An article from The Guardian, titled “The race to zero: can America reach net-zero emissions by 2050? Helps us understand the scale of the change the United States must make if it is to reduce its emissions in order to comply with the Paris Agreement. Renewable energies represent the future more than ever.
This will be the most significant technological change in history: ending the use of fossil fuels, the harmful effects of which we have known about for decades and which have turned out to be much more expensive than we thought. Renewable energies such as solar power, wind power and battery storage are much cheaper than we thought a few years ago, to the point of overtaking not only coal and natural gas, but also nuclear and hydroelectric power. This fact, masked for years due to the use of incorrect metrics, has inflated a large financial bubble around conventional energy, which must be ended as quickly as possible. We need to quickly change the energy production mix, which is now possible: eliminate the use of coal before 2030; sharply reduce the use of gas and nuclear power, while dramatically increasing wind power – conventional and offshore, as well as through innovative models – and solar power, which means installing panels almost everywhere .
In the area of transport, the country’s largest source of emissions, there has been a sharp increase in sales of electric vehicles in all segments, stimulated by the construction of an extensive network of charging stations. By 2050, 96% of vehicles will be electric, or some 330 million, and there will be public charging infrastructure almost everywhere.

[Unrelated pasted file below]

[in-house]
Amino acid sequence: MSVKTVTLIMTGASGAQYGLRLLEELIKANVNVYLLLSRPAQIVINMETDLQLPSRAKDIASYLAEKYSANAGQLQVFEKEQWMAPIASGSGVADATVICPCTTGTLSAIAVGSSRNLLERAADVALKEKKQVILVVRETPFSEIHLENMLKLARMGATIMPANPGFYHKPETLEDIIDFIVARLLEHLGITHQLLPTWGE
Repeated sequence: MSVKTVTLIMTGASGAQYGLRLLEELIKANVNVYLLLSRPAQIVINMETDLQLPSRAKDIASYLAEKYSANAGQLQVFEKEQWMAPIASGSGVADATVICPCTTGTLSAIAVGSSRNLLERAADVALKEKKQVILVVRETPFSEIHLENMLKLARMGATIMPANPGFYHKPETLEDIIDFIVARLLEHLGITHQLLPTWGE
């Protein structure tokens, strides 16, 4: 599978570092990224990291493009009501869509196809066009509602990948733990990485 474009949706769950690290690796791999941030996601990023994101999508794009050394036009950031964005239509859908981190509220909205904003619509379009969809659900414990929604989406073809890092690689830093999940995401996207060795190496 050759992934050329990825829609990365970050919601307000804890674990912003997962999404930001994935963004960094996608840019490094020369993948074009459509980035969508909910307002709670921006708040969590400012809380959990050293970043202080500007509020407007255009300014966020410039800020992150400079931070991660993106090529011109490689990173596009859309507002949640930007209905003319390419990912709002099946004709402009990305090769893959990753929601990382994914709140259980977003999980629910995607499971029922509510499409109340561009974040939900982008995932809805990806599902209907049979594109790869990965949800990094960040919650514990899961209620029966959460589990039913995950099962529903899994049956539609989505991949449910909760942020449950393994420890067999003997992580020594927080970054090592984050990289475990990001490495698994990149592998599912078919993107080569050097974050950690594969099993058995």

Equally striking will be the change at the residential level: all energy in homes, for heating, hot water or cooking, will be electric. Gas will disappear completely from kitchens, become residual in hot water systems, and be greatly reduced for home heating.
In addition, the country will build a vast network of 110,000 km of tunnels to trap carbon dioxide underground.
The article also analyzes the evolution of jobs required by the energy sector, as well as the reduction in pollution deaths. In short, an extremely ambitious and optimistic project… but fundamental if we want to have a pleasant and clean future. If you thought the switch to renewables was just a blast, think again.
Article translated from Forbes US – Author: Enrique In